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Editorial Reviews

School Library Journal

Gr 4 Up

Muggles grow up with Grimm's fairy tales; wizarding children grow up with Tales of Beedle the Bard . The Bard's book is a collection of five tales, bequeathed to Hermione Granger by Professor Dumbledore. The passing of the book into her hands was intended to be both "entertaining and instructive." As in all good mysteries, information contained within its pages provided Hermione with clues essential to helping Harry in the series' last installment. In particular, "The Tale of Three Brothers" describes how three magical items appeared after siblings cleverly cheat death. It is these items that play a pivotal role in Harry Potter and the Deathly Hallows (Scholastic, 2007). Those hoping to re-create the hours of pleasure spent curled up with a J.K. Rowling book may be disappointed at the brevity of this title, but they will undoubtedly enjoy the tales and Dumbledore's often lengthy, cynical-but-wise commentary on each one.-Robyn Gioia, Bolles School, Ponte Vedra, FL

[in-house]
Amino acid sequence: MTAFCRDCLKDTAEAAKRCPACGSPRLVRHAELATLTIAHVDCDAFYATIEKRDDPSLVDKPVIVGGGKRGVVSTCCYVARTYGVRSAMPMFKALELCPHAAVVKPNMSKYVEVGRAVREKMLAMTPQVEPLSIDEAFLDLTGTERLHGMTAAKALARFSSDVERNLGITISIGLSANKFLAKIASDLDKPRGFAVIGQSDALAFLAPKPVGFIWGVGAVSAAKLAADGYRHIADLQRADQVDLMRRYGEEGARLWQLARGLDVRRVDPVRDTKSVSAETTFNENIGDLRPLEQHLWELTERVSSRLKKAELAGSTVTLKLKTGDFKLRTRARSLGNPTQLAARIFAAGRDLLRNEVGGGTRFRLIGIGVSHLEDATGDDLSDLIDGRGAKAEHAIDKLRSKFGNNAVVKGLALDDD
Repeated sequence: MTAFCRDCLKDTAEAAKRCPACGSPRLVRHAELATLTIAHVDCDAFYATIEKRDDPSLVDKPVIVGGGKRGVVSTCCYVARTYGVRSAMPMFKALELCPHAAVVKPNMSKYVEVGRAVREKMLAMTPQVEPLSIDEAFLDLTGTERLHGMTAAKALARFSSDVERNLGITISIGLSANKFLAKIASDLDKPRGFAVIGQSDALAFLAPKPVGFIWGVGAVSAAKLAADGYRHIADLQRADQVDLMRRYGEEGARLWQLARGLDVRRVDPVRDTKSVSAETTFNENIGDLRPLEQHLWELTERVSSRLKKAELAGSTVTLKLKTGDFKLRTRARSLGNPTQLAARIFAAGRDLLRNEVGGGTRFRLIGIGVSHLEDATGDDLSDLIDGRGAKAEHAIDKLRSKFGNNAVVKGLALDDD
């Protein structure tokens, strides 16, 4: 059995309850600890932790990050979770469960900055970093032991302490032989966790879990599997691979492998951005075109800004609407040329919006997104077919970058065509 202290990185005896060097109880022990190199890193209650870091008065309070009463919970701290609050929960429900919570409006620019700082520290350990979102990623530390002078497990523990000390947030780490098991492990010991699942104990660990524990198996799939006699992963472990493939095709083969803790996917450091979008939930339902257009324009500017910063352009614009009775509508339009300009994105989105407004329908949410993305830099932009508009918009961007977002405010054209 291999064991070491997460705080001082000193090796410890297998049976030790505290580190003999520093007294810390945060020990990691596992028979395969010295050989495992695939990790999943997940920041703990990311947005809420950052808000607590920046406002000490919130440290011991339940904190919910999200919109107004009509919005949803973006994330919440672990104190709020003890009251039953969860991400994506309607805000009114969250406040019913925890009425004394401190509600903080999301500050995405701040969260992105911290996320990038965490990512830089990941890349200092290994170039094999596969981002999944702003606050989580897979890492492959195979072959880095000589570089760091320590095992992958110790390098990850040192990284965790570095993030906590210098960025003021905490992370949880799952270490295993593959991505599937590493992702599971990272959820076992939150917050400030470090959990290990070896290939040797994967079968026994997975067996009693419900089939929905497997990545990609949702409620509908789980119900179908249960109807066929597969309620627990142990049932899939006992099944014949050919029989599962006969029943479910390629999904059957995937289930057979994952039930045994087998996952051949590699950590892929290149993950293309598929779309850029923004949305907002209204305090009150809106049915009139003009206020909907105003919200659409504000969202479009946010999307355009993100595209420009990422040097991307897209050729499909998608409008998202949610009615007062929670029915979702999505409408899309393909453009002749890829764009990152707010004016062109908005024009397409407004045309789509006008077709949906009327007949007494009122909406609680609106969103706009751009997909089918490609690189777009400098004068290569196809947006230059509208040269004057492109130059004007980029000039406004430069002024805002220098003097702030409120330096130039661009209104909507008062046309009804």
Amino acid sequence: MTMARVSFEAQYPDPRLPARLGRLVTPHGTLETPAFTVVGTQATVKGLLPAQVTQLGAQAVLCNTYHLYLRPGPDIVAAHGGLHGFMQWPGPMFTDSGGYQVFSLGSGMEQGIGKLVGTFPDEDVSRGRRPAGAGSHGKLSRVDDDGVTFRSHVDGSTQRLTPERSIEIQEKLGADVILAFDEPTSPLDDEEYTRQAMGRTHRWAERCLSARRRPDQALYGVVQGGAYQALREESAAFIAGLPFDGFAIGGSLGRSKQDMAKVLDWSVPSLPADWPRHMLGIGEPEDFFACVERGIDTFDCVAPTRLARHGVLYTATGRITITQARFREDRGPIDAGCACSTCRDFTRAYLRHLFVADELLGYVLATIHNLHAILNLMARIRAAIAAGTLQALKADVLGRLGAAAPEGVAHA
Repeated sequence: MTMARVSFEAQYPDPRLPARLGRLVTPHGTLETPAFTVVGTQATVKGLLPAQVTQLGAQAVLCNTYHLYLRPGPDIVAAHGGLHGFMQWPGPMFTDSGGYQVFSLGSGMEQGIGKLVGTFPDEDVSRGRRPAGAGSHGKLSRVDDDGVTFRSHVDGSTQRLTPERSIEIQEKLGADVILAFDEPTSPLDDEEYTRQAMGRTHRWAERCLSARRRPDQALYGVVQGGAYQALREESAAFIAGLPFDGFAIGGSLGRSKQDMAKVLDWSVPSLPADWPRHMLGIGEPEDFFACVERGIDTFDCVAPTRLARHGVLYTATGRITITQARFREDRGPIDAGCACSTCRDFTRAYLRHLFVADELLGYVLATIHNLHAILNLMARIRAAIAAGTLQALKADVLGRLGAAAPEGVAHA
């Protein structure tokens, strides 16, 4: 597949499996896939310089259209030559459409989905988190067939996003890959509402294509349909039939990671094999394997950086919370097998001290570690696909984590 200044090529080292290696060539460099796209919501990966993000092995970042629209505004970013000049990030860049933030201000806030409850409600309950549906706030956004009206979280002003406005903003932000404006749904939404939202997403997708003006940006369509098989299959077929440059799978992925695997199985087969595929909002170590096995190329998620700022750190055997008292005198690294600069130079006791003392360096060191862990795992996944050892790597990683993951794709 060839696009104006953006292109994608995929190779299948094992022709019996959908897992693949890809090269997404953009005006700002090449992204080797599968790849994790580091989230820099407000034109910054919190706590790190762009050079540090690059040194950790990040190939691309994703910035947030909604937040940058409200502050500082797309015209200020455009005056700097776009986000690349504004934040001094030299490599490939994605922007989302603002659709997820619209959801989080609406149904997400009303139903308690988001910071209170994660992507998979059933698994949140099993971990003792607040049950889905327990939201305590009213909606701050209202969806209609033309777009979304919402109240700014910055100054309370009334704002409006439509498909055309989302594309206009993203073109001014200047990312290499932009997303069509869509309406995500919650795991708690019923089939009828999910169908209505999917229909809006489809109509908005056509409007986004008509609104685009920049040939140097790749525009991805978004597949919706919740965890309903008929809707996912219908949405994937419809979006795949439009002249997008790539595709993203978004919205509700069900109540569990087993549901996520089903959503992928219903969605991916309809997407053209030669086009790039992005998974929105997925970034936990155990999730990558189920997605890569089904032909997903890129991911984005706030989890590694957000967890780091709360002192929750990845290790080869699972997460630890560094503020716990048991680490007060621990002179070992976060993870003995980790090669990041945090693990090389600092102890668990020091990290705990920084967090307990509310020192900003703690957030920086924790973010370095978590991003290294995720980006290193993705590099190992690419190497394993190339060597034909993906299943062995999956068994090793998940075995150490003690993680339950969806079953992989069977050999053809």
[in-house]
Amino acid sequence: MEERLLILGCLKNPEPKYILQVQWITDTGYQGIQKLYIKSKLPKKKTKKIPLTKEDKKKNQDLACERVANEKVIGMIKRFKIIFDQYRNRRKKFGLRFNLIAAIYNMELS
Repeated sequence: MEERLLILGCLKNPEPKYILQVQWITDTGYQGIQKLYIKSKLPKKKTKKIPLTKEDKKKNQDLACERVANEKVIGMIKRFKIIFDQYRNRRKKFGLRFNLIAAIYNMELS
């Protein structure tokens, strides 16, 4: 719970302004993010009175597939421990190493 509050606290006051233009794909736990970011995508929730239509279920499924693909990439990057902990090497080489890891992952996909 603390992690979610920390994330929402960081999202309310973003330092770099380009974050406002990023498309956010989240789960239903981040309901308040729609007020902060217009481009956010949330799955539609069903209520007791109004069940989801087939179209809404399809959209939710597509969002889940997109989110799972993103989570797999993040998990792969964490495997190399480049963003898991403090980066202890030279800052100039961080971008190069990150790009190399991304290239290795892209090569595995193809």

The Barnes & Noble Review
Fans of Harry Potter will already have a few associations with the title of this book by J. K. Rowling. The first is that The Tales of Beedle the Bard is Dumbledore's bequest to Hermione Granger in the last book in the series, Harry Potter and the Deathly Hallows. The book is a collection of Grimm-like fairy tales wizarding parents tell their children that both amuse? and instruct -- or at least keep the listeners occupied. The second is that originally Rowling produced only seven copies, each one lettered and illustrated by herself, with gorgeous jewel-encrusted leather bindings. Tantalizing tidbits have come out, but now we all get to read the five stories ourselves: "The Fountain of Fair Fortune," "The Wizard and the Hopping Pot," "Babbitty Rabbitty and her Cackling Stump," "The Warlock's Hairy Heart," and the story that proved so important in Deathly Hallows, "The Tale of the Three Brothers."